Letters from Ocean Heroes

A Letter from Manar Elkebir: Being a Girl is Power Itself

March 2, 2021

Being born and raised on my ancestors’ land, Gabes, a small coastal city on the gulf of the Mediterranean in Tunisia, I have always had a deep and strong connection with the ocean and nature. My city is known for its exotic and rare features of the world - sea, oasis, and mountains - all in a small geographic area. Sadly, it is also known as one of the most polluted cities in all of Africa. I grew up an observer of the destruction of our ecosystem. I grew up with one dream: to see change. 

Young people coming together in joint action has served as a major engine of social transformation throughout human history and that is what inspired me to make my dream a reality. One of my favorite sayings of Oprah is “If you really want to fly, just harness your power to your passion.” 

In a world of injustice, I felt small and incapable. I didn’t know how someone at an early age can be heard or even noticed, not to mention a girl with world-changing ideas. 

Learning about climate change and Fridays For Future by Greta Thunberg, I realized that I shouldn’t wait until I become an adult to take action and that being young and female is never an excuse to not do so. Watching the crowds of youth in the streets demanding climate justice and a healthy planet on the T.V. made me realize that I am not alone in this fight. So I initiated the first climate march in Southern Tunisia on 29th November 2019 on the Global Day of Mobilization for Climate Action. Sometimes it is as simple as “if you want to take action DO IT.” No matter how big the world is, your voice does matter as long as you are on this planet.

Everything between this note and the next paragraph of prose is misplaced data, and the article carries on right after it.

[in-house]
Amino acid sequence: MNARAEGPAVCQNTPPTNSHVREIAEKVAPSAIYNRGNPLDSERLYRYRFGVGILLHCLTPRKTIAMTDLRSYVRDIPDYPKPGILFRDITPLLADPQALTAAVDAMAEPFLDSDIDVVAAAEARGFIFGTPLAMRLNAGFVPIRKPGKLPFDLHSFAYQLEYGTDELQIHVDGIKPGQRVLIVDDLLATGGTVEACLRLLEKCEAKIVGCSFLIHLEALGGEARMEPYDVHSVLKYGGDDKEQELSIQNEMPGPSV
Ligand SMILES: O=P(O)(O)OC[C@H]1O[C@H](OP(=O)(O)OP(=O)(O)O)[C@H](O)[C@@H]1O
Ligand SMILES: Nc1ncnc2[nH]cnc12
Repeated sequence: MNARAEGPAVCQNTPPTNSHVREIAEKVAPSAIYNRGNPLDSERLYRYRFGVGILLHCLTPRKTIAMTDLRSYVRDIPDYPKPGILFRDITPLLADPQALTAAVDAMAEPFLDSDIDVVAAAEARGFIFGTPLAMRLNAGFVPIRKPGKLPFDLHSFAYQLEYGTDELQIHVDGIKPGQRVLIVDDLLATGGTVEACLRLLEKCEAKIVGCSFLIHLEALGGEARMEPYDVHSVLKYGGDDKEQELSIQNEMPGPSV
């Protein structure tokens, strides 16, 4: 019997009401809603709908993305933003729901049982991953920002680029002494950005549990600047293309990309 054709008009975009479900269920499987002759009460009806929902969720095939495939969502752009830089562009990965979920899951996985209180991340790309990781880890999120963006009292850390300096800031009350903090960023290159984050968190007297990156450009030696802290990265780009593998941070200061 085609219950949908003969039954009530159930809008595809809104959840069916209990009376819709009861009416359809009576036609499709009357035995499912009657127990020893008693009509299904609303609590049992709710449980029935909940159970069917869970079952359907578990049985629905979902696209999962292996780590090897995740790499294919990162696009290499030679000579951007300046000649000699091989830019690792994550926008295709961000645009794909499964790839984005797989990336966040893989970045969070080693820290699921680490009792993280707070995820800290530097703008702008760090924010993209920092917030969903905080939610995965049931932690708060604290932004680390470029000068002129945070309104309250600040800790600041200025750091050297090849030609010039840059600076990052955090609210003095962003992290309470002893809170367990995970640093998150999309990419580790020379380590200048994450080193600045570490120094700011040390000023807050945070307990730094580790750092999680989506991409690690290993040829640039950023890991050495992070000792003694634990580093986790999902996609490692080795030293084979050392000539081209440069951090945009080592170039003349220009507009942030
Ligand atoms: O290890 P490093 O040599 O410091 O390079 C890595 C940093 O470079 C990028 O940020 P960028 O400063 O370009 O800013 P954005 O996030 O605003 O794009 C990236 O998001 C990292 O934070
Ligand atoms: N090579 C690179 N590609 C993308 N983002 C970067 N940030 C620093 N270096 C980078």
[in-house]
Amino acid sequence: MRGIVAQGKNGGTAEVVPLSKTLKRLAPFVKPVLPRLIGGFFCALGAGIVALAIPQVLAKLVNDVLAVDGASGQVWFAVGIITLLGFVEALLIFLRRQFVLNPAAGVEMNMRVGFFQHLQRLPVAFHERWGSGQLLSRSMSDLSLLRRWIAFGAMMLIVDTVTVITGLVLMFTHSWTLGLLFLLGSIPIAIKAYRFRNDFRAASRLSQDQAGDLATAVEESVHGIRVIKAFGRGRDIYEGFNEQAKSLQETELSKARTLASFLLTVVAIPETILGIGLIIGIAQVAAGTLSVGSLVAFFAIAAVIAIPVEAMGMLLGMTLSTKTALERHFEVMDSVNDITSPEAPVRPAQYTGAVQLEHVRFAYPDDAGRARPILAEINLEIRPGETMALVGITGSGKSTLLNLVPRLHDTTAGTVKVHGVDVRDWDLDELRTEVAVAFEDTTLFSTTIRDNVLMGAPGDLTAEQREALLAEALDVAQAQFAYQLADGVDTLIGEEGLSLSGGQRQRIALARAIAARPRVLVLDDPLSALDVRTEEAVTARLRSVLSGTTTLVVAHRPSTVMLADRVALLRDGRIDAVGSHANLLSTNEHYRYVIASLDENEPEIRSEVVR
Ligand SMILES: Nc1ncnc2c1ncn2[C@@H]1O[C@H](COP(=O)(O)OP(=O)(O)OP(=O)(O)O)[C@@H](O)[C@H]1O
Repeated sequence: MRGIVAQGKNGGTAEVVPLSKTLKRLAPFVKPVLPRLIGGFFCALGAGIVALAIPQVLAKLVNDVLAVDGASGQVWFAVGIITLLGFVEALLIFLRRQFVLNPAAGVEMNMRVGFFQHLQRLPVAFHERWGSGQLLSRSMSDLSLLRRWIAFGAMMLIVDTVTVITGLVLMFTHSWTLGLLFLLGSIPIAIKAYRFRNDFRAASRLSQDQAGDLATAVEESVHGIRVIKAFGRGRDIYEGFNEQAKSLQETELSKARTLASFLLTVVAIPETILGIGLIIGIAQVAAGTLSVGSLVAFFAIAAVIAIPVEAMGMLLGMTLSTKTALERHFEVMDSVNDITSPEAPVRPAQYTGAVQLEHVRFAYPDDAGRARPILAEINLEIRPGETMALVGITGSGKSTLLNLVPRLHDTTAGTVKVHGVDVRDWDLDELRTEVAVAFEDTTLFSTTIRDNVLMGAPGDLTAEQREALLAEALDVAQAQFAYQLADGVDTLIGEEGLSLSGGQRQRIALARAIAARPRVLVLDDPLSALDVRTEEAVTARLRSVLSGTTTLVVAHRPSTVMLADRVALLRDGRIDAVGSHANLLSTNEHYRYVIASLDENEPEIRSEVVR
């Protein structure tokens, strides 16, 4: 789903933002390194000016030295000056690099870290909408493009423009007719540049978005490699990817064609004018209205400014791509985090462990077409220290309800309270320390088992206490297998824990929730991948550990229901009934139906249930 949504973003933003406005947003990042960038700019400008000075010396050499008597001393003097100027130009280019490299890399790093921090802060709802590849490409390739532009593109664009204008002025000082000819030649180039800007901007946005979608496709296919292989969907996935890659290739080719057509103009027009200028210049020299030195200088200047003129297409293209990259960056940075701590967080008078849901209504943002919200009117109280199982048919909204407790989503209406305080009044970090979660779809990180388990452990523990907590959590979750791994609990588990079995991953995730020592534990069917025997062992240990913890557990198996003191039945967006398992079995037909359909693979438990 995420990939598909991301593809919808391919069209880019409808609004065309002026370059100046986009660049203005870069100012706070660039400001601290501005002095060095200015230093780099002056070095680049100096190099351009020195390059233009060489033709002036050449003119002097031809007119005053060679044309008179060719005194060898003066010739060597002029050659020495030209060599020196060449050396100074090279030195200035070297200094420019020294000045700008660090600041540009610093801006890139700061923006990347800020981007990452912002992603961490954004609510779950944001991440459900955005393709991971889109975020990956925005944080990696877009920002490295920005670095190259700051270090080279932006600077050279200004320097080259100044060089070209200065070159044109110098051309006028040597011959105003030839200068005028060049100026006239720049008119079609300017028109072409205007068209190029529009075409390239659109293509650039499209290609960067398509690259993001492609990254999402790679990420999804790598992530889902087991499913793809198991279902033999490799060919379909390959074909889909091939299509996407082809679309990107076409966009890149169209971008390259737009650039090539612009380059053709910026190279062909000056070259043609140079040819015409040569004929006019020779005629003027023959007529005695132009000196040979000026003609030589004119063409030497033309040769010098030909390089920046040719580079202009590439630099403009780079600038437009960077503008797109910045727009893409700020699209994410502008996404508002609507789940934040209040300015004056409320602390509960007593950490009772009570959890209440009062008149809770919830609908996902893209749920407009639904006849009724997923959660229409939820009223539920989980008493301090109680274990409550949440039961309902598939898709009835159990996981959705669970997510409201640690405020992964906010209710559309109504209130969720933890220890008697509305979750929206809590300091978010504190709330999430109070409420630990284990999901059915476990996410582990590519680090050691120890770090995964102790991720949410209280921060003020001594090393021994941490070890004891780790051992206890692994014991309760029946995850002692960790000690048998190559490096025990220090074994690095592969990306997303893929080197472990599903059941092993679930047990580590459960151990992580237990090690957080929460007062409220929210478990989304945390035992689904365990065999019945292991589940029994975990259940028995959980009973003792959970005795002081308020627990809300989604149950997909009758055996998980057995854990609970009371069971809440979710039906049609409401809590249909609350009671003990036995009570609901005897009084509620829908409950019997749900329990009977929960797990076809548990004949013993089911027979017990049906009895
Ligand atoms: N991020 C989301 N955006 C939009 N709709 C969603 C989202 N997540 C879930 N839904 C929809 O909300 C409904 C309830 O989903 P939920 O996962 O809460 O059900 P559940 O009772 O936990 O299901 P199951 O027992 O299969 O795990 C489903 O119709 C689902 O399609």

After attending the Ocean Heroes Bootcamp in Canada in 2019, I felt empowered and gained the resources and the skills that I need to promote the change I dreamt of.

Being raised in a family that believes that both genders and all human beings should be treated equally, I have become the person I am today.  I am so lucky to have been raised by two great women in my life, my two grandmothers who have been my idols to look up to and admire.

Manar's grandmother holding her father as a child.
Manar's grandmother holding her father as a child.

The mother of my father was a farmer. Deprived of her right to education and married at 17 years old, she struggled to raise my dad with my grandfather’s absence. Working hard and sacrificing for her children, she strived to provide them with a quality education. My grandma has not only taught me perseverance and determination but also she is the one who sowed the seeds of love for the earth and its elements in me. 

The mother of my mother was a nurse in the 1960s and worked in a military hospital when  Tunisia gained independence from France, while the majority of Tunisian women were veiled, uneducated, and performed domestic duties required by husbands and fathers. With all the pressure and oppression, she never gave up on her dream. She was one of the few women who got to work at that time. 

Manar's maternal grandmother.
Manar's maternal grandmother.

To the girl reading this,

Dreams do become true! Remember this. You are capable of changing the world. We are powerful. Don’t be afraid to share your thoughts, your vision, and your passion because the world needs you. Even as you stand alone, firmly believing in your ability to change systems and communities, you have courage. Being an activist is being patient, hopeful, and positive. Dream big and don't expect others to feel as passionate about your dreams as you do.

Most importantly, be yourself. Stay true to who you are and your inner knowing. And above all else, remember that being a girl is power itself.


- Manar Elkebir, Tunisia, Africa